Julia Wrigley’s Other People’s Children
Assesses domestic caregivers as they relate to Julia Wrigley’s study, Other People’s Children.
This paper examines the pros and cons of hiring a domestic caregiver and shows how people contradict themselves when choosing help.
Julia Wrigley, author of Other People’s Children, and her assistants controlled 177 concentrated, tape-recorded interviews. 76 interviews were with caregivers, 79 were with employers, and 22 with coordinators of agencies who specialize in domestic employment (p.x). The purpose of these interviews, to assess private childcare assortments as viewed by the domestic caregiver as well as the employers. The observations and sentiments formed by the different array of individuals tends to contradict itself, while some people have positive views of domestic caregivers, others resent placing their child or children under the care of incompetent caregivers. Yet, even those who realize the trials and tribulations of domestic caregivers, they may also apprehend the indubitable soundness of live-in caregivers. One such contradiction is that of employers who are more likely to hire subordinate caregivers because they are less expensive; however, they would prefer a better-educated caregiver that articulates English well.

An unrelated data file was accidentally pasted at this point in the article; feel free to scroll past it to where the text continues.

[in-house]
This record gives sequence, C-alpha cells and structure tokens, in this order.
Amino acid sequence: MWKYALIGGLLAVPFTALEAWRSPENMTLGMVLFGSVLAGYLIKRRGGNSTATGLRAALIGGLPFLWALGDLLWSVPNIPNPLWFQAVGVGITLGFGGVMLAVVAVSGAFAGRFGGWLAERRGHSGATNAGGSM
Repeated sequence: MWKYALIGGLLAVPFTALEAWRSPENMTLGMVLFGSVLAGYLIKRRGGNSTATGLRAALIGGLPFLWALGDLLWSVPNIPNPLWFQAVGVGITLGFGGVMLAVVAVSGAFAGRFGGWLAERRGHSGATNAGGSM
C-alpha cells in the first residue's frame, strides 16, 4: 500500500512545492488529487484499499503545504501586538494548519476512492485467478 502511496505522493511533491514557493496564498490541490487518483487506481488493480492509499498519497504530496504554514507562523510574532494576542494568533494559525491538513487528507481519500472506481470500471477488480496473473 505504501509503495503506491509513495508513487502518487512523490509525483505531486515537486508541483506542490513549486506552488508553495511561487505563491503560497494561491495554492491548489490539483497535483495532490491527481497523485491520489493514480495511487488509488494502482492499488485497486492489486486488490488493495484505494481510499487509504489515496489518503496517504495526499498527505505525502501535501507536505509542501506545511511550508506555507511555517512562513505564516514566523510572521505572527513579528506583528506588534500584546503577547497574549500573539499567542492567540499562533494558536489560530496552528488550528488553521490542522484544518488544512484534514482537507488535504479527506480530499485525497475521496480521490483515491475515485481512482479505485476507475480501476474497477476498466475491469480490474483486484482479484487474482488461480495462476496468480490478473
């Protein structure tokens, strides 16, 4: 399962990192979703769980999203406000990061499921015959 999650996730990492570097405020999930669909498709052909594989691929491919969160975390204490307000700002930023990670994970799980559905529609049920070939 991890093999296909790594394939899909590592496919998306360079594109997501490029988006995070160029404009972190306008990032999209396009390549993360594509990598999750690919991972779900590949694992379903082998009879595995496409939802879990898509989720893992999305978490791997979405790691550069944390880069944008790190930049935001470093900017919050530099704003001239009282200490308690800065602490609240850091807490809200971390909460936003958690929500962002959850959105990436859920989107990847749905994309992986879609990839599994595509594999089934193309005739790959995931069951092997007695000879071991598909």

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Julia Wrigley's Other People's Children. (2015, Apr 23). Retrieved July 8, 2020, from https://newyorkessays.com/essay-julia-wrigleys-other-peoples-children/